“The Parable of the Lost Sheep”

Luke 15:1-7

We start this week pondering the character of the King of the Kingdom.  Before you dismiss this as “religious kool-aide,” let me point out that the evening news points to the “war” going on in Ukraine as a battle between authoritarian leadership versus democratic leadership.  We know and live out the debates about what constitutes leadership that we as Westerners are willing to follow and support.   We want “voice” in our government and we do not want dictatorships where the beliefs of the elite are imposed on the majority.

         Jesus adds a bit of a twist on this debate.  He tells a parable, a story, of a shepherd with 100 sheep who looses one.   Lest we are tempted to think this is a dictator who has lost one of his countries and is trying to reclaim in, let us remember that Jesus is telling this story in response to criticism by the Pharisees and teachers of the law who were muttering about the company Jesus kept.  The shepherd is not forcing a rebellious sheep back into the fold against its will, but the shepherd is looking for the lost and hurt that he carries on his shoulders to rejoice with friends and neighbors.  He is not slaughtering the sheep to bring it home.  The tone is compassion.  The “kingdom” is not just for people of one flavor or world view or one economic status, people who look like us but Jesus is making the point that the king is inclusive and is willing to be involved in the dirty places of our lives, to find us and carry us to safety.

         So the parable that seems to have strong overlays to our world today challenges me in two ways.  I am challenged to look into my heart and see if I demand that all people “look like me,” be part of my herd, my crew, one of my peeps, doing life the way I do, or can I open my mind and heart to those who tackle life a bit differently.  I might even label them “lost” and yet the Shepherd is willing to find them and bring them back to be loved by me.  But I am also challenged to ponder to what extent differences are dividers that prevent me from looking out for others.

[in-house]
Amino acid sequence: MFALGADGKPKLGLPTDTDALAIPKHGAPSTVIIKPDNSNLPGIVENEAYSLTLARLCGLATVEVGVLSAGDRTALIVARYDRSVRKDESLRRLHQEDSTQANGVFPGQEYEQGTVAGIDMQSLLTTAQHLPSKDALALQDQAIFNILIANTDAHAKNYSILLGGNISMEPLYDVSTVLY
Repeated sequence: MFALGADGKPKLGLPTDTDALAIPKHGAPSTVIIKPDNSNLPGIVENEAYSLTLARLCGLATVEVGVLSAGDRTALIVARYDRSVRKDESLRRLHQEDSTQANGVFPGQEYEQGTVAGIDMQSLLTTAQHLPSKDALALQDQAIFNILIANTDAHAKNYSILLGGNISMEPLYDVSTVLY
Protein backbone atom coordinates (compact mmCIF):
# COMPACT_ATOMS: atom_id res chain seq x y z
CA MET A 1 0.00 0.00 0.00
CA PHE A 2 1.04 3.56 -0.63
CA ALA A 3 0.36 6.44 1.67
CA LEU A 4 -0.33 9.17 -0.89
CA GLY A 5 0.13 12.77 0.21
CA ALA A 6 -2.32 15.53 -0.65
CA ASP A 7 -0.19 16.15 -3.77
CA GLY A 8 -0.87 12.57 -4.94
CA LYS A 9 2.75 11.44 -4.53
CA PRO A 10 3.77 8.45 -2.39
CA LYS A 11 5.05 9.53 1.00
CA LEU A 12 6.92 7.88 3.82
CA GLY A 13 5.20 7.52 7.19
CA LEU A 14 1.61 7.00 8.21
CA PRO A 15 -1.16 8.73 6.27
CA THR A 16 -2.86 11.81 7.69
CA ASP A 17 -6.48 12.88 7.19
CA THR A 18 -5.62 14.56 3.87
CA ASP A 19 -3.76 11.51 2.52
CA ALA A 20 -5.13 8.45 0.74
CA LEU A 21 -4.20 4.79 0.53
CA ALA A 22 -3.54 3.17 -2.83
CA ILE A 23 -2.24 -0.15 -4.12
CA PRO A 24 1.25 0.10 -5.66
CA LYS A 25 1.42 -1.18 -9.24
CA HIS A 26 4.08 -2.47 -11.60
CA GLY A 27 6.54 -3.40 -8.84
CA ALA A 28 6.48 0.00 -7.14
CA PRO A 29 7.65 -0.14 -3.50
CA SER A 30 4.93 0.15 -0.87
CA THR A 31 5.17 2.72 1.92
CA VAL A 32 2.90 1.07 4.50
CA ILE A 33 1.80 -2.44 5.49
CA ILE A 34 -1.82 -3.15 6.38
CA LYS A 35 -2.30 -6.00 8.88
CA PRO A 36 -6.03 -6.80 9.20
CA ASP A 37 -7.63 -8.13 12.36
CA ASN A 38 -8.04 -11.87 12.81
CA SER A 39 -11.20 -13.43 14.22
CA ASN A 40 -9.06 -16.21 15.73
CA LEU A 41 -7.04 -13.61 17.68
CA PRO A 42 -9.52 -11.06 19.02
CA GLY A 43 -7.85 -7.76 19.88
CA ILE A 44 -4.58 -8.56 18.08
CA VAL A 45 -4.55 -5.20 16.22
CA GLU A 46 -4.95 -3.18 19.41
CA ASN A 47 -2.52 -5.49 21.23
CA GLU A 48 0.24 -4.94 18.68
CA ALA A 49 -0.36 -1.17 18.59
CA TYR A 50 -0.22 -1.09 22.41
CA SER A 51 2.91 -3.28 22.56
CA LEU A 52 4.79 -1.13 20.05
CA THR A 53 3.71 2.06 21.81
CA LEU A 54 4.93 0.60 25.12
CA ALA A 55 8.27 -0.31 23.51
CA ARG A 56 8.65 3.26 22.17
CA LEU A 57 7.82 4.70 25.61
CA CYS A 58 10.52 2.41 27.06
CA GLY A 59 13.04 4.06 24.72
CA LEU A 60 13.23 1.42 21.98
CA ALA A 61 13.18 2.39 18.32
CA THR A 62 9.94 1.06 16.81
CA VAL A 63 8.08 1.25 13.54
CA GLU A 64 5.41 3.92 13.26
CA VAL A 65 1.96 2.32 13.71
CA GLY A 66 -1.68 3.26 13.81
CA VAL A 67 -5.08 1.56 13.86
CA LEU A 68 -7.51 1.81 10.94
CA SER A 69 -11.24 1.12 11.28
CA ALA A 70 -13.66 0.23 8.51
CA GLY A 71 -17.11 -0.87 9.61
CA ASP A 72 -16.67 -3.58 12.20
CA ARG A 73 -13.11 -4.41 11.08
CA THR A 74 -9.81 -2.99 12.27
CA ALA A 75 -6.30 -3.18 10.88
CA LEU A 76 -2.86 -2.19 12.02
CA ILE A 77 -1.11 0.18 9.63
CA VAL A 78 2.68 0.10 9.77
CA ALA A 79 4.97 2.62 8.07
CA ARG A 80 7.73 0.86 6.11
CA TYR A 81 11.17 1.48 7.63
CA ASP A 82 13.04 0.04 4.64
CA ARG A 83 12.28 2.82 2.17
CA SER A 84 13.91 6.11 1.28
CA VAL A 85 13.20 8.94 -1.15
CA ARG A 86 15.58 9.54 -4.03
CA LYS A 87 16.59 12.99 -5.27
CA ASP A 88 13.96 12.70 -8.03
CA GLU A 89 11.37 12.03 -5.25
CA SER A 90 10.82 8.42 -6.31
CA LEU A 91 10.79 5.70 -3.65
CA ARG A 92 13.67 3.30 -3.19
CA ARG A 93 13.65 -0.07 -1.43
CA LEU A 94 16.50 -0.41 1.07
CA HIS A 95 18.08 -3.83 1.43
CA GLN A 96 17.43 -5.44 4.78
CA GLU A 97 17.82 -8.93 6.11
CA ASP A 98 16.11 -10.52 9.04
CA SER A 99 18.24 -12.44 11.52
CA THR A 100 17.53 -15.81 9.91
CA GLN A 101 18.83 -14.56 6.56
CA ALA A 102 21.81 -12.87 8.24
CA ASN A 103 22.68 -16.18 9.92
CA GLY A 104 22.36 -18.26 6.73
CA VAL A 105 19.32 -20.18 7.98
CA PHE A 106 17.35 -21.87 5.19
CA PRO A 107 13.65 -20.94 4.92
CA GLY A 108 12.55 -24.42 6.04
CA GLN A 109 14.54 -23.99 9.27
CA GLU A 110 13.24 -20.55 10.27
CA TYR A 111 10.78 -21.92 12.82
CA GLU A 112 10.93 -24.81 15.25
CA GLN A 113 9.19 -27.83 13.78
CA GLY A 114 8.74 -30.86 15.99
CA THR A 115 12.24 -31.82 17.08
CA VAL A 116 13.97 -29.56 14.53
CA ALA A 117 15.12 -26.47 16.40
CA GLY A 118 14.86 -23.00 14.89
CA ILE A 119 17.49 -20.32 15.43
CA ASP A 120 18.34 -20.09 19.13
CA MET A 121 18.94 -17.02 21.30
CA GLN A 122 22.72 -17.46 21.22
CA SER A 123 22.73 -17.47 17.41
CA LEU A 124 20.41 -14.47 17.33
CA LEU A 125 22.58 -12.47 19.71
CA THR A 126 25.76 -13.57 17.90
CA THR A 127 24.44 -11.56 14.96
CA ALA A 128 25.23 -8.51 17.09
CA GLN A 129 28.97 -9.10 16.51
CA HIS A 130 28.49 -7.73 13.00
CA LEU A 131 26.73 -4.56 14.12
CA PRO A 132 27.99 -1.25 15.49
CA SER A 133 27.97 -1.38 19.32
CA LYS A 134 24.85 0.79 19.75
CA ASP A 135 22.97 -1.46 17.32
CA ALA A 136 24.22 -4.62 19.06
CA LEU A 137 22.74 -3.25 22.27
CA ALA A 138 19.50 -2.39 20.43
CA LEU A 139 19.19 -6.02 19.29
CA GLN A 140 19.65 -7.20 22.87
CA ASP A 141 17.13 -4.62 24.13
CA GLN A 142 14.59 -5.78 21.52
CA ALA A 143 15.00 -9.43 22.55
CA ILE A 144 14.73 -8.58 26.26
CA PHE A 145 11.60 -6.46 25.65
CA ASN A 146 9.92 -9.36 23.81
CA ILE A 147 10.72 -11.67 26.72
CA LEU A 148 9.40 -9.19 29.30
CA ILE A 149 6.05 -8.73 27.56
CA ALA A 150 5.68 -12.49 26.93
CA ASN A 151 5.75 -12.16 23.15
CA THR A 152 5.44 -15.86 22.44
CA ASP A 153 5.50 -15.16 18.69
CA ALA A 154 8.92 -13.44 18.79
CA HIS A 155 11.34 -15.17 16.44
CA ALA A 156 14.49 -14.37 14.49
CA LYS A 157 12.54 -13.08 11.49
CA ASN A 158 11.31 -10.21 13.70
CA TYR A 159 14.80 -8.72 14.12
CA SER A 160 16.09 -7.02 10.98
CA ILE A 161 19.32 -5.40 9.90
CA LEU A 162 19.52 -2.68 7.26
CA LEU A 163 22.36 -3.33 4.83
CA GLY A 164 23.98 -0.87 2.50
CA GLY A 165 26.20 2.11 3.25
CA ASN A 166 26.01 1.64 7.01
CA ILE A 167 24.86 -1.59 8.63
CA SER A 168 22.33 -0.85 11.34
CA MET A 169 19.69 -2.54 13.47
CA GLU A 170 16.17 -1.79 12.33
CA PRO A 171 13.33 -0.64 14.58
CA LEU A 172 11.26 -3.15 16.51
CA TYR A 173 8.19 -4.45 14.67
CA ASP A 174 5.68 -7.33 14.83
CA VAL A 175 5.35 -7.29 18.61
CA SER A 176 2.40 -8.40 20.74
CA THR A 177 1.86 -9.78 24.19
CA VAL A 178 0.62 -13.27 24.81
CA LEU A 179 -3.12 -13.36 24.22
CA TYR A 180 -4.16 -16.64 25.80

In any case, God goes out of his way to find us and his desire is that we be in his kingdom, be well fed and cared for, not lost.  As we pray over our world conflicts and the clash of leadership philosophies, may we pray that we can see beyond to a kingdom that is not political and where all, even the lost, are included.  Lord, have mercy on our world.

         Lenten challenge: “In Bolivia, two rural cheese factories help 1,000 local milk producers and their families. Give 25 cents for every dairy product (milk, cheese, yogurt, ice cream) you ate today.”

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